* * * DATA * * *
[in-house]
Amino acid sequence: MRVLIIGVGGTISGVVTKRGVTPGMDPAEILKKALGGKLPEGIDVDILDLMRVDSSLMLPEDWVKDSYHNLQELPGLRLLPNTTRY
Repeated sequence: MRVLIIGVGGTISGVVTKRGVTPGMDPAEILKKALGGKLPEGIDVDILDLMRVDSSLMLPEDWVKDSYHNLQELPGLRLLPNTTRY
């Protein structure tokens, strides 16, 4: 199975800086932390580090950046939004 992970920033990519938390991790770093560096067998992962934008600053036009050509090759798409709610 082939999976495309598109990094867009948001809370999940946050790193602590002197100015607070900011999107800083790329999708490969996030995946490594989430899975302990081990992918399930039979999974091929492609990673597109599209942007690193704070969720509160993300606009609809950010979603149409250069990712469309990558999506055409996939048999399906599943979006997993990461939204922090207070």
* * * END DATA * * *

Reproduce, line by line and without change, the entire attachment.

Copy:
[in-house]
Amino acid sequence: MRVLIIGVGGTISGVVTKRGVTPGMDPAEILKKALGGKLPEGIDVDILDLMRVDSSLMLPEDWVKDSYHNLQELPGLRLLPNTTRY
Repeated sequence: MRVLIIGVGGTISGVVTKRGVTPGMDPAEILKKALGGKLPEGIDVDILDLMRVDSSLMLPEDWVKDSYHNLQELPGLRLLPNTTRY
């Protein structure tokens, strides 16, 4: 199975800086932390580090950046939004 992970920033990519938390991790770093560096067998992962934008600053036009050509090759798409709610 082939999976495309598109990094867009948001809370999940946050790193602590002197100015607070900011999107800083790329999708490969996030995946490594989430899975302990081990992918399930039979999974091929492609990673597109599209942007690193704070969720509160993300606009609809950010979603149409250069990712469309990558999506055409996939048999399906599943979006997993990461939204922090207070």